A team led by Indigenous architect Alfred Waugh has been awarded the contract to design a new Saskatoon downtown library.
Waugh said the facility will bridge the Indigenous world and western knowledge.
“The new library will play a critical role in addressing reconciliation by weaving Indigenous, Métis and Saskatoon’s rich culture into the design,” Waugh said in a statement Tuesday.
“This place will be inclusive and serve as a place of healing, providing a safe environment to come together to exchange knowledge and strengthen the community’s spirit. A place where oral tradition, storytelling, and the written word coexist.”
Waugh said his team has the talent and expertise to create a design unique to the city, a vision shared by Saskatoon Public Library CEO Carol Cooley.
“We chose this team because of their expertise and their approach to delivering on the vision for the new central library to embody local First Nation and Metis identities and express the aspirations of the Saskatoon community,” Cooley said.
Waugh is the owner and founder of Formline Architecture, one of three firms heading up the team designing the building.
The other firms are Chevalier Morales Architectes and Architecture49.
“We are convinced that this new public building will be more than a library; it will create a sense of belonging where everyone and every community can relate,” said Stephan Chevalier from Chevalier Morales Architectes.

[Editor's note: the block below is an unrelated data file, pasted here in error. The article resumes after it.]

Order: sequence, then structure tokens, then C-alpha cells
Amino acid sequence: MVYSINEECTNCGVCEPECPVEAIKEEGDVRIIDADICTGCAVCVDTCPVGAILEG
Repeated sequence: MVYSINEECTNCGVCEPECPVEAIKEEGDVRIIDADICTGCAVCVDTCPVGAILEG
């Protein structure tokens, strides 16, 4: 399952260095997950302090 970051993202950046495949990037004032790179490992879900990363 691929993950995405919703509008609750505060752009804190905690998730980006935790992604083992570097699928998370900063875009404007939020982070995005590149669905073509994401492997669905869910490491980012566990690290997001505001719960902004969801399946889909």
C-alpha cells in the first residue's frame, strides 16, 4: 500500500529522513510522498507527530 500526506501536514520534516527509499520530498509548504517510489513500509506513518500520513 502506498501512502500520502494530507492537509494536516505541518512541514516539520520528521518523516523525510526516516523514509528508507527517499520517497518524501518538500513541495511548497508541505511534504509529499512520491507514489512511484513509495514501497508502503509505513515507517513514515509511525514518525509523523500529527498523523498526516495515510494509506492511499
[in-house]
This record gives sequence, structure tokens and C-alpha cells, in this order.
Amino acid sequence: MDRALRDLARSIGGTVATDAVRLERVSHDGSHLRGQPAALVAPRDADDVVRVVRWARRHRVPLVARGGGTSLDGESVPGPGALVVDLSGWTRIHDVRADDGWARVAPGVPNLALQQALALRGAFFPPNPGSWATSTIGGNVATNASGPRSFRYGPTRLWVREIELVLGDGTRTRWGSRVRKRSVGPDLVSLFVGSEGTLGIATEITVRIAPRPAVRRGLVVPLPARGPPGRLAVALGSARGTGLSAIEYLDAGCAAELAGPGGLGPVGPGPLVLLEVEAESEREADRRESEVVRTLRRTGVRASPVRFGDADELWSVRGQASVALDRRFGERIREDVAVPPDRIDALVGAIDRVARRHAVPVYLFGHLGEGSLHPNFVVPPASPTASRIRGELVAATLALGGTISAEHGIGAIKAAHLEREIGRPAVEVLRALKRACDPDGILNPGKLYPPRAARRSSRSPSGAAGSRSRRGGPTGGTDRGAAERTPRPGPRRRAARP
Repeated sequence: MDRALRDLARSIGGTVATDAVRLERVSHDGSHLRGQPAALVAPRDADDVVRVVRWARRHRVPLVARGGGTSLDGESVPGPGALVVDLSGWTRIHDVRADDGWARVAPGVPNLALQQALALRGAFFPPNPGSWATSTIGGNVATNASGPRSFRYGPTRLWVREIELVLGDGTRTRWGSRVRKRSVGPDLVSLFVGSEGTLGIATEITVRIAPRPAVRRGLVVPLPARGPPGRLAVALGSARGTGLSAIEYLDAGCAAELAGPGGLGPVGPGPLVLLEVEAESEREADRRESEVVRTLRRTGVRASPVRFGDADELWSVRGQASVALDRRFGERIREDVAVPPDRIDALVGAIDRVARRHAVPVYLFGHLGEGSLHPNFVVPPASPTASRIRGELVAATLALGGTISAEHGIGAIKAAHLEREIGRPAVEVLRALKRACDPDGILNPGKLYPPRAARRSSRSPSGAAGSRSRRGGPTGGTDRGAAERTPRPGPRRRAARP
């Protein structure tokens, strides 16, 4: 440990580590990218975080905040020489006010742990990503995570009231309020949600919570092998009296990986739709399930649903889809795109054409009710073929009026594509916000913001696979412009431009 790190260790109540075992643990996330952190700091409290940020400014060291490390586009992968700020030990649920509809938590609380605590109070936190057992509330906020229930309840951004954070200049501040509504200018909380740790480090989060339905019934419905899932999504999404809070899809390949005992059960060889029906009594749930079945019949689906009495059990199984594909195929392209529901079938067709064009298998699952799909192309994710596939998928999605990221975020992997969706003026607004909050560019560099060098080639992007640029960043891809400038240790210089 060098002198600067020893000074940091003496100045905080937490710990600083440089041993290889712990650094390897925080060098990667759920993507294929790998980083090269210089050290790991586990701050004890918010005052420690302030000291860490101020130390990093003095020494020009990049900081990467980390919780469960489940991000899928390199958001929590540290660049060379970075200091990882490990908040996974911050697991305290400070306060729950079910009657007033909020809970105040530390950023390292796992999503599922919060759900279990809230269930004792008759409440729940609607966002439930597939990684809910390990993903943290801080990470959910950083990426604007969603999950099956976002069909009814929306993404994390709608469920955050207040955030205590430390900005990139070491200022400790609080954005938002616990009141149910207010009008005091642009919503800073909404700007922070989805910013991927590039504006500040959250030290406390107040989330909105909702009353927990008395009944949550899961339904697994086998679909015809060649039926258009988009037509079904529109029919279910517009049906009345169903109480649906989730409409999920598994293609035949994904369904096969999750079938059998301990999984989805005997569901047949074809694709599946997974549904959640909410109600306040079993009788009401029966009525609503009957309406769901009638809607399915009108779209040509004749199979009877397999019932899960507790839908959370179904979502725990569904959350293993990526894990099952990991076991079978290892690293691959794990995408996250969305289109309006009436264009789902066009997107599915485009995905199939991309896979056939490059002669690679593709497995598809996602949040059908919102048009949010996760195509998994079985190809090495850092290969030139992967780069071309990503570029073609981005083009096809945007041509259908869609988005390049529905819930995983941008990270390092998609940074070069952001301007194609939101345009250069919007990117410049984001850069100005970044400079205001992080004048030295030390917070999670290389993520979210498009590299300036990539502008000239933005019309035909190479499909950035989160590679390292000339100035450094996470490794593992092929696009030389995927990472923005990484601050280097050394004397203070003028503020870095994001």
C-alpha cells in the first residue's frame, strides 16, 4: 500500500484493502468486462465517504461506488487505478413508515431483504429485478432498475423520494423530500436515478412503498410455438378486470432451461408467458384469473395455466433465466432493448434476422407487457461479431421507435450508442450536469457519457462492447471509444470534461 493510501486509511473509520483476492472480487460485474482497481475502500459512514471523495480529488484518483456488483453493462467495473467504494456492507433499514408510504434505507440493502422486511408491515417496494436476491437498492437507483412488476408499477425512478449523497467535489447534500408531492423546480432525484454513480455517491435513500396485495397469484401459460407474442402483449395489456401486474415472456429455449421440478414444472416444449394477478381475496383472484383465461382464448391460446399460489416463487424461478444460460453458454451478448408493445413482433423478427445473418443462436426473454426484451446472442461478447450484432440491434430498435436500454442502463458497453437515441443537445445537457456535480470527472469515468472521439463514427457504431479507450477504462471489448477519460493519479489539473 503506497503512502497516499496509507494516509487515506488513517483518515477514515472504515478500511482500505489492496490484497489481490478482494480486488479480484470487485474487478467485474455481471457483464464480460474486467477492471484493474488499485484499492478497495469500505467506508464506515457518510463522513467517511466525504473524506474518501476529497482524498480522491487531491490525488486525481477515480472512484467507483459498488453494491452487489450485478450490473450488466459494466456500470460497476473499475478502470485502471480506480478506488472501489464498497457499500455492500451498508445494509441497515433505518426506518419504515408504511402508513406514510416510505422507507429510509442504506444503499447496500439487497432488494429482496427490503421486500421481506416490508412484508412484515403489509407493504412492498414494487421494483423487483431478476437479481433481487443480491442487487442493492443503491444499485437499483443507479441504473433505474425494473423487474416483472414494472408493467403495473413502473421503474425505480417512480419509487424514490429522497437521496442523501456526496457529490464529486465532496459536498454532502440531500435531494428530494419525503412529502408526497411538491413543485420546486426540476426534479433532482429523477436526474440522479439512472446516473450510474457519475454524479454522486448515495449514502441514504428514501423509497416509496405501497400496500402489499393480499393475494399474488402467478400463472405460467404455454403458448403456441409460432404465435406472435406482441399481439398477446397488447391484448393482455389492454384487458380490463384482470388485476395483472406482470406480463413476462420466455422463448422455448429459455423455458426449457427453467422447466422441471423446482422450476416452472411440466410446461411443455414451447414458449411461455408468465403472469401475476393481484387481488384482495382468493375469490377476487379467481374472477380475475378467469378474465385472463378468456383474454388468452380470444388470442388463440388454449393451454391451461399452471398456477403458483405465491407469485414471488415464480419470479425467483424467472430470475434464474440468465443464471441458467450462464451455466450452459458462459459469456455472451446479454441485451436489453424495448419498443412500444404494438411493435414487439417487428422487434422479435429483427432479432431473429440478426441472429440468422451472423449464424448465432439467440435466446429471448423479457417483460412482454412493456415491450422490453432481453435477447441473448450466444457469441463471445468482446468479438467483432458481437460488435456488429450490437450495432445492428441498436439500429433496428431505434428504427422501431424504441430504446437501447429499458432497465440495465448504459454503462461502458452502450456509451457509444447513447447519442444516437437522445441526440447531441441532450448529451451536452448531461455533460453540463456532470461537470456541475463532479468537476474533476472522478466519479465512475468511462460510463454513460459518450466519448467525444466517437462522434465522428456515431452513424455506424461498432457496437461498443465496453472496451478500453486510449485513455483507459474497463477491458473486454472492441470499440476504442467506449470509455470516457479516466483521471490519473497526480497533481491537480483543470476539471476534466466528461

“We have designed many libraries, but this project goes beyond the library program; it carries a strong sense of purpose and meaning for the city, the province and the country.”
Read more: City council votes for new central library
SPL said it received 18 proposals for the design phase, which was short-listed to four teams.
“It’s a rare opportunity to work on a project with a vision that has the potential to transform its community,” said Victor Kolynchuk from Architecture49.
“We have a team that is aligned with and believes in the bold vision that has been charted for the new Saskatoon central library.
SPL said the community will be involved in the design process, with consultations taking place in early 2021.
The announcement comes days after the city’s municipal election where the feasibility of a new library came under fire from some of the mayoral candidates.
A borrowing request of $67.5 million for the project, nearly half of the inflation-adjusted total budget of $134 million (2026 dollars), was approved by city council in 2019.
That included Mayor Charlie Clark, who said any delay in the project would increase costs down the road.
Three mayoral candidates — Rob Norris, Cary Tarasoff and Zubair Sheikh — said the new central library should not go ahead at this time given the current tax burden on property owners and the impact of COVID-19 on the city’s budget.
Clark, along with nine of the 10 previous city councillors, was re-elected on Nov. 13.
SPL said a new central library is needed to meet the needs of a growing city and is a critical piece of its long-term growth plan.
Officials added the current Frances Morrison Central Library, built in 1966, is also non-compliant with many building codes, including fire, mechanical, electrical and accessibility, with some dating back 20 years.
The city had purchased land on 2nd Avenue North for the proposed central library at a cost of $9 million.